A bridge doesn’t just intensify emotions, it usually completes the lyric.
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A song’s bridge, also called middle-8, usually happens right after the second chorus. It’s usually 8 bars in length, but there are no rules. Briefly, you want your bridge to do a couple of important things:
- Provide new musical material (melody, chords, lyrics, even instrumentation) to contrast with verse and chorus.
- To finish a lyric,or at least provide important new information.
Most songwriters instinctively get the first point – providing new musical material. It just feels right, after having heard two verses and choruses, to take the listener in a new direction.
It’s the lyric that can cause problems, however. Yes, a bridge lyric will often provide an intensity and deepening of emotion, but it needs to do more than that. In fact, if all your bridge lyric is doing is getting more emotional about the song’s topic, it can wind up making you sound bad-tempered or whiny, depending on your song topic.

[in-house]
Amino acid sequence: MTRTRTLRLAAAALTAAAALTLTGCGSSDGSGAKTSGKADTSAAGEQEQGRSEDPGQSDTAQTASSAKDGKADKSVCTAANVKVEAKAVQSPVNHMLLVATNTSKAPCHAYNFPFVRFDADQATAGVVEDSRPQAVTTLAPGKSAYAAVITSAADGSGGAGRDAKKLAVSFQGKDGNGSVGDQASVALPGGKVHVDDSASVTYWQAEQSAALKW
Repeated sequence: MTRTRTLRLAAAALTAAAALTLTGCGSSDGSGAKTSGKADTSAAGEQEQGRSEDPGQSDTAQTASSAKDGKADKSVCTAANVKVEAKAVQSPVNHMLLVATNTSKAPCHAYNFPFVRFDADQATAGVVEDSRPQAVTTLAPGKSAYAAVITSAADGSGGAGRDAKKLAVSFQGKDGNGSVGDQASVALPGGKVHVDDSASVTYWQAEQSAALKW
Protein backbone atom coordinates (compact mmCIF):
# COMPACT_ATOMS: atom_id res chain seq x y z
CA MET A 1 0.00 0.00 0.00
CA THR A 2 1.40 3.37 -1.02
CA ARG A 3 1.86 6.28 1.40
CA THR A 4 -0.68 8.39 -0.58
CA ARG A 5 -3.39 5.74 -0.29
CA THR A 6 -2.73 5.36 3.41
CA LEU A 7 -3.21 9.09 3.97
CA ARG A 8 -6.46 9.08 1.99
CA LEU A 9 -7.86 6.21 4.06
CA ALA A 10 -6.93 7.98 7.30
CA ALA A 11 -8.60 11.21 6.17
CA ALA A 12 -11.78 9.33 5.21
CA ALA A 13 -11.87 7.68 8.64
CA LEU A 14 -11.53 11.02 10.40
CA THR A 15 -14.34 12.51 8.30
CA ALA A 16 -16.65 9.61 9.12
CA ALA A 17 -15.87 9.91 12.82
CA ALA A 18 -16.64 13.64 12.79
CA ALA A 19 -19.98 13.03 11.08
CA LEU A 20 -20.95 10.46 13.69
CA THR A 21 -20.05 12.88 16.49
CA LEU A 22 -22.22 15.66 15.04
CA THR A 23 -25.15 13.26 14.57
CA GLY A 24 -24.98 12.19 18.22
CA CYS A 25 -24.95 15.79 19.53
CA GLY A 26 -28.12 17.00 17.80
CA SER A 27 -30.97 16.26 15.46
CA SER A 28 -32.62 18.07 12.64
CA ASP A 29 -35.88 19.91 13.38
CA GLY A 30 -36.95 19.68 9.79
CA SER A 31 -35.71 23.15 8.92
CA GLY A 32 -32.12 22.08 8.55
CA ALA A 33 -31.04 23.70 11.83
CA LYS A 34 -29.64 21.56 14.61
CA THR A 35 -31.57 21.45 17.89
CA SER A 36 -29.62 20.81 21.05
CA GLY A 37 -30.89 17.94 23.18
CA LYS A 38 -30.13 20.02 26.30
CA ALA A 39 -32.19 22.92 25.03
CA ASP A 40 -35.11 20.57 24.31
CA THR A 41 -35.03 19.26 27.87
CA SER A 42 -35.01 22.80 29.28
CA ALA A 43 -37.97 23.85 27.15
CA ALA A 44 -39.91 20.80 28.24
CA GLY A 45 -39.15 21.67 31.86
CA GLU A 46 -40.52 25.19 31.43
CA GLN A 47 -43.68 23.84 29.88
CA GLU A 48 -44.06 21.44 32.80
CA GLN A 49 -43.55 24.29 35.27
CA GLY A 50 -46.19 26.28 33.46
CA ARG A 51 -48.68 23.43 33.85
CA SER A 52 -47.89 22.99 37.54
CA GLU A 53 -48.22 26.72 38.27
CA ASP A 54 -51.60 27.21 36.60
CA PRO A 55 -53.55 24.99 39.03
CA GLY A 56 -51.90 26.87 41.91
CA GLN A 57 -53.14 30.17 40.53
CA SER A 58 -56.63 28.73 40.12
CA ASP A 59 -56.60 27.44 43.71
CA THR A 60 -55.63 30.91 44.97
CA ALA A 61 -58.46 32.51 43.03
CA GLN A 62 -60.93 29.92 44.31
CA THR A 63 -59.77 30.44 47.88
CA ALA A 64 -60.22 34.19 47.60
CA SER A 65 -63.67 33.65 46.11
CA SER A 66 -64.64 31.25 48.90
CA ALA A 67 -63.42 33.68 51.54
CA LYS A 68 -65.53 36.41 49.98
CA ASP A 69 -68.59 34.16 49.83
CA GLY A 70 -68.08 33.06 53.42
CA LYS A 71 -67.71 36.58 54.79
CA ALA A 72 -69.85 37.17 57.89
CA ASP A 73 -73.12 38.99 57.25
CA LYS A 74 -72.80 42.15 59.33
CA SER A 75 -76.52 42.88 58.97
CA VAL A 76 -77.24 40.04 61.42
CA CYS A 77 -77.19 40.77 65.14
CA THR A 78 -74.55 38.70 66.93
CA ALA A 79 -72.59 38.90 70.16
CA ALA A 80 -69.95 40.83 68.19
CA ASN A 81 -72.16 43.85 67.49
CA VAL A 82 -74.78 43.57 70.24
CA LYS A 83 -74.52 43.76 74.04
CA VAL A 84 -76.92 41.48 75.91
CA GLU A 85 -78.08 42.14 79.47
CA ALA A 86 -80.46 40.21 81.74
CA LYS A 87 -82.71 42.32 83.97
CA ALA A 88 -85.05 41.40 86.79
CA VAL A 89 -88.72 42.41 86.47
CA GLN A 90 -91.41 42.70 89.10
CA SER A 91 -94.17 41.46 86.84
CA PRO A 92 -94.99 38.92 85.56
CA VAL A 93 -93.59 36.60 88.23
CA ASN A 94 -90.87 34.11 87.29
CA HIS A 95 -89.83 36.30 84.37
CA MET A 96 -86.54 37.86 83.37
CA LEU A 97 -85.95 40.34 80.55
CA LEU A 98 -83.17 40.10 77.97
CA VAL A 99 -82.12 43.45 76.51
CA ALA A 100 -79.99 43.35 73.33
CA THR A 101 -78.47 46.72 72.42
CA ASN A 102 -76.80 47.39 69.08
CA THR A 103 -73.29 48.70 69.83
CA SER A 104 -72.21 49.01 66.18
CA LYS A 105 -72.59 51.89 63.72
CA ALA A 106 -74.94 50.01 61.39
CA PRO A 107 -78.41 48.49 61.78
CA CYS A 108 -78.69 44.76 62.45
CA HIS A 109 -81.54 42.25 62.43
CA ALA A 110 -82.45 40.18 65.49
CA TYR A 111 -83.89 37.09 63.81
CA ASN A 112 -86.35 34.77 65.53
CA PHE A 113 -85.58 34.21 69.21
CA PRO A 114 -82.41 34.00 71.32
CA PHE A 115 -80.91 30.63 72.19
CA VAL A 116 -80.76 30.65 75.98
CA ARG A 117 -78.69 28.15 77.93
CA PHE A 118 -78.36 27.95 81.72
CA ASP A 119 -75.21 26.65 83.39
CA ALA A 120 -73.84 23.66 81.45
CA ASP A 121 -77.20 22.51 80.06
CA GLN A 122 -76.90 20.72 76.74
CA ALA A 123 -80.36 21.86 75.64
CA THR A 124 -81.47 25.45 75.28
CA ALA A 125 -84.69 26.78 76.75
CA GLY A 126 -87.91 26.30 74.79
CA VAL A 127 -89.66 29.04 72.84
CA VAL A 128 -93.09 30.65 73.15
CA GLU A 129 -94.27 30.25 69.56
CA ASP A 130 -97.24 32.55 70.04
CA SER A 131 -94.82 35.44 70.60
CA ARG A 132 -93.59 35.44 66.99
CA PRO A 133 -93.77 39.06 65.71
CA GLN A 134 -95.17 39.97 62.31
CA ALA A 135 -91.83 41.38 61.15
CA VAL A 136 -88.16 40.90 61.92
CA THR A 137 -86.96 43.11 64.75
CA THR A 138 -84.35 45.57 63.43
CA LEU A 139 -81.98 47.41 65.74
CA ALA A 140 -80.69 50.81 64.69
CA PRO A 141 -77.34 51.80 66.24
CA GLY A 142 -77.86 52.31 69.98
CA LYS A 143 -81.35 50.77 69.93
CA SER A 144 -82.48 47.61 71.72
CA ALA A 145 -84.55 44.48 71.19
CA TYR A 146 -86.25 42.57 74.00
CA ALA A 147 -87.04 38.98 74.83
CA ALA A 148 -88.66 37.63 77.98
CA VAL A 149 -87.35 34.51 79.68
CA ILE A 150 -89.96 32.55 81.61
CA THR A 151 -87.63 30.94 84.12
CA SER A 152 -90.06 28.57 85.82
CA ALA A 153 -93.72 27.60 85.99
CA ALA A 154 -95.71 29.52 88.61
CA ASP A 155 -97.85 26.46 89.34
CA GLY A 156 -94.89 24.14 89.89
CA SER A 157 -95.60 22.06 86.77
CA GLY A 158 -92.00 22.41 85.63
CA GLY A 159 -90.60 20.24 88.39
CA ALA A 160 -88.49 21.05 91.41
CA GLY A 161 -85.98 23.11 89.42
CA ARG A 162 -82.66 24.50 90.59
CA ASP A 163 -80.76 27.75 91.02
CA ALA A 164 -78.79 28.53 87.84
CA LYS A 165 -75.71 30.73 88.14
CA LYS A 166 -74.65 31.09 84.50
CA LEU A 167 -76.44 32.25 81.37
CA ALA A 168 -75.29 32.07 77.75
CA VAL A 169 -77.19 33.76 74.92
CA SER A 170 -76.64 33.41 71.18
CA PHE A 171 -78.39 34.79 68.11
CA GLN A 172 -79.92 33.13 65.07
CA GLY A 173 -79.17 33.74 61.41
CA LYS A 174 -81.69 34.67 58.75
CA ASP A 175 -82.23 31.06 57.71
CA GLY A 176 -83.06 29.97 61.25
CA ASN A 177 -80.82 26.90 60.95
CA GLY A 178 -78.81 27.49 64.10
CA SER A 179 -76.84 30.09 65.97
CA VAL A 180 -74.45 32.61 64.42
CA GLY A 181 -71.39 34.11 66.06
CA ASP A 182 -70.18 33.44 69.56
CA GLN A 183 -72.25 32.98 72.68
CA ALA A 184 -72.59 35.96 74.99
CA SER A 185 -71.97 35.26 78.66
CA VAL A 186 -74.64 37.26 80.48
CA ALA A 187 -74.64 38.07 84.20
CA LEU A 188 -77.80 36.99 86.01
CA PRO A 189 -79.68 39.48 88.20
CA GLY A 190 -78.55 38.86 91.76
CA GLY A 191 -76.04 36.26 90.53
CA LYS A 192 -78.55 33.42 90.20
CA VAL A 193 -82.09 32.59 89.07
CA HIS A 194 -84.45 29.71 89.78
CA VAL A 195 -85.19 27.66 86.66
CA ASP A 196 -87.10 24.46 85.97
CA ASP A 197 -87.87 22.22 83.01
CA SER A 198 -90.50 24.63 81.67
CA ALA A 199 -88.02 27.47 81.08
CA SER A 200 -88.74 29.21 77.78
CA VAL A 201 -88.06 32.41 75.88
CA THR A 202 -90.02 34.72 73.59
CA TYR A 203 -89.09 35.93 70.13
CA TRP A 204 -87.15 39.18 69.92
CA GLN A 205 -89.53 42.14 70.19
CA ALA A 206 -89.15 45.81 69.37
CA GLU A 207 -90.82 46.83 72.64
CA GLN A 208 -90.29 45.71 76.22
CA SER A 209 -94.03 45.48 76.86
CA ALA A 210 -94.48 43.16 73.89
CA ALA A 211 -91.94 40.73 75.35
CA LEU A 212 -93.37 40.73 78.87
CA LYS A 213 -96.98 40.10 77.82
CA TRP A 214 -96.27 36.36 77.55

A bridge is not an opportunity to say the same thing in a different way — you need to do more. That “more” should be finishing what’s been started in the verse. If your song is a description of a situation, use the bridge lyric to complete it, to “let the other shoe drop”, as it were.
In any case, a good bridge lyric can build a certain amount of energy and momentum by switching quickly back and forth between observational-type statements, and an immediate emotional response.
In that regard, a verse lyric and a chorus lyric by themselves should make sense. But don’t be surprised if a bridge lyric seems to sound confusing on its own. A bridge needs to bring a song’s lyrical narrative to completion.
Written by Gary Ewer. Follow on Twitter.
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